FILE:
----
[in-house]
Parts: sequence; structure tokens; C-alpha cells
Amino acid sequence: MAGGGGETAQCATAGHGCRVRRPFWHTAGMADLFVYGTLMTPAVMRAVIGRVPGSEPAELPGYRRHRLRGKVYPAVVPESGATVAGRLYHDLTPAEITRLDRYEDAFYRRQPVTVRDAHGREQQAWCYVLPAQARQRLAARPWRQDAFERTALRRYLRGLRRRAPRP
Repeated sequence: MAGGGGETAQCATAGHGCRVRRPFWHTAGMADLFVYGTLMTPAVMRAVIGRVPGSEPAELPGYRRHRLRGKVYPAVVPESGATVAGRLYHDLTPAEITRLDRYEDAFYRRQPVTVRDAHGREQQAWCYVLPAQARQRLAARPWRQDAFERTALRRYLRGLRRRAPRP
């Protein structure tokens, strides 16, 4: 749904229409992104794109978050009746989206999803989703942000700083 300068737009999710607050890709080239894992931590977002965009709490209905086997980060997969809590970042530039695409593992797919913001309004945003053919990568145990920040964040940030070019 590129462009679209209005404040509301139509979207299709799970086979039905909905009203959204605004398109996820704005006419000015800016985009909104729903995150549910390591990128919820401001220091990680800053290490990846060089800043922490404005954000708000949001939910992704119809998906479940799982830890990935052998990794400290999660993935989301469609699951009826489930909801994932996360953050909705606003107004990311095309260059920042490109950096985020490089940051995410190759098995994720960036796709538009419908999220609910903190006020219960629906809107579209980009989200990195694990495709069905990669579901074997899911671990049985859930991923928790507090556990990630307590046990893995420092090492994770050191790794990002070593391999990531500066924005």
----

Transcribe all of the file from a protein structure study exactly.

[in-house]
Parts: sequence; structure tokens; C-alpha cells
Amino acid sequence: MAGGGGETAQCATAGHGCRVRRPFWHTAGMADLFVYGTLMTPAVMRAVIGRVPGSEPAELPGYRRHRLRGKVYPAVVPESGATVAGRLYHDLTPAEITRLDRYEDAFYRRQPVTVRDAHGREQQAWCYVLPAQARQRLAARPWRQDAFERTALRRYLRGLRRRAPRP
Repeated sequence: MAGGGGETAQCATAGHGCRVRRPFWHTAGMADLFVYGTLMTPAVMRAVIGRVPGSEPAELPGYRRHRLRGKVYPAVVPESGATVAGRLYHDLTPAEITRLDRYEDAFYRRQPVTVRDAHGREQQAWCYVLPAQARQRLAARPWRQDAFERTALRRYLRGLRRRAPRP
């Protein structure tokens, strides 16, 4: 749904229409992104794109978050009746989206999803989703942000700083 300068737009999710607050890709080239894992931590977002965009709490209905086997980060997969809590970042530039695409593992797919913001309004945003053919990568145990920040964040940030070019 590129462009679209209005404040509301139509979207299709799970086979039905909905009203959204605004398109996820704005006419000015800016985009909104729903995150549910390591990128919820401001220091990680800053290490990846060089800043922490404005954000708000949001939910992704119809998906479940799982830890990935052998990794400290999660993935989301469609699951009826489930909801994932996360953050909705606003107004990311095309260059920042490109950096985020490089940051995410190759098995994720960036796709538009419908999220609910903190006020219960629906809107579209980009989200990195694990495709069905990669579901074997899911671990049985859930991923928790507090556990990630307590046990893995420092090492994770050191790794990002070593391999990531500066924005």